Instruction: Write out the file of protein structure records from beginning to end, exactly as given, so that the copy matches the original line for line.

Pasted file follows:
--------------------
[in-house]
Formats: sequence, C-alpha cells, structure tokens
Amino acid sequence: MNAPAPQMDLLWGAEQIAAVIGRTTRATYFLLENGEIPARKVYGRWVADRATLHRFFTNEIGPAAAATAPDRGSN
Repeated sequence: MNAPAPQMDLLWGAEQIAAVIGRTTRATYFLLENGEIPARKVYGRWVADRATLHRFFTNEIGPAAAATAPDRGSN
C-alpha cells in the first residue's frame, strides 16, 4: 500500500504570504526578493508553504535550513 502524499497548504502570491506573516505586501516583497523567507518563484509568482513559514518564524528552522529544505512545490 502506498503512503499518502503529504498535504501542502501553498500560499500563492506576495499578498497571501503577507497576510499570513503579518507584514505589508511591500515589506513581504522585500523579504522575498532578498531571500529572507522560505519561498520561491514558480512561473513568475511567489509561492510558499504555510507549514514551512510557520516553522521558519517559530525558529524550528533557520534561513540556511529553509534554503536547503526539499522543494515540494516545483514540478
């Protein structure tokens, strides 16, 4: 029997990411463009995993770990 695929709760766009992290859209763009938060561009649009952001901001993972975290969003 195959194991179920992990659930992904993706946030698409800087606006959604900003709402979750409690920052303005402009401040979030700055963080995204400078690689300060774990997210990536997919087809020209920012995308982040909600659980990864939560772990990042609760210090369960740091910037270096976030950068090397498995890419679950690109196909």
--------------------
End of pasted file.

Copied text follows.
[in-house]
Formats: sequence, C-alpha cells, structure tokens
Amino acid sequence: MNAPAPQMDLLWGAEQIAAVIGRTTRATYFLLENGEIPARKVYGRWVADRATLHRFFTNEIGPAAAATAPDRGSN
Repeated sequence: MNAPAPQMDLLWGAEQIAAVIGRTTRATYFLLENGEIPARKVYGRWVADRATLHRFFTNEIGPAAAATAPDRGSN
C-alpha cells in the first residue's frame, strides 16, 4: 500500500504570504526578493508553504535550513 502524499497548504502570491506573516505586501516583497523567507518563484509568482513559514518564524528552522529544505512545490 502506498503512503499518502503529504498535504501542502501553498500560499500563492506576495499578498497571501503577507497576510499570513503579518507584514505589508511591500515589506513581504522585500523579504522575498532578498531571500529572507522560505519561498520561491514558480512561473513568475511567489509561492510558499504555510507549514514551512510557520516553522521558519517559530525558529524550528533557520534561513540556511529553509534554503536547503526539499522543494515540494516545483514540478
């Protein structure tokens, strides 16, 4: 029997990411463009995993770990 695929709760766009992290859209763009938060561009649009952001901001993972975290969003 195959194991179920992990659930992904993706946030698409800087606006959604900003709402979750409690920052303005402009401040979030700055963080995204400078690689300060774990997210990536997919087809020209920012995308982040909600659980990864939560772990990042609760210090369960740091910037270096976030950068090397498995890419679950690109196909």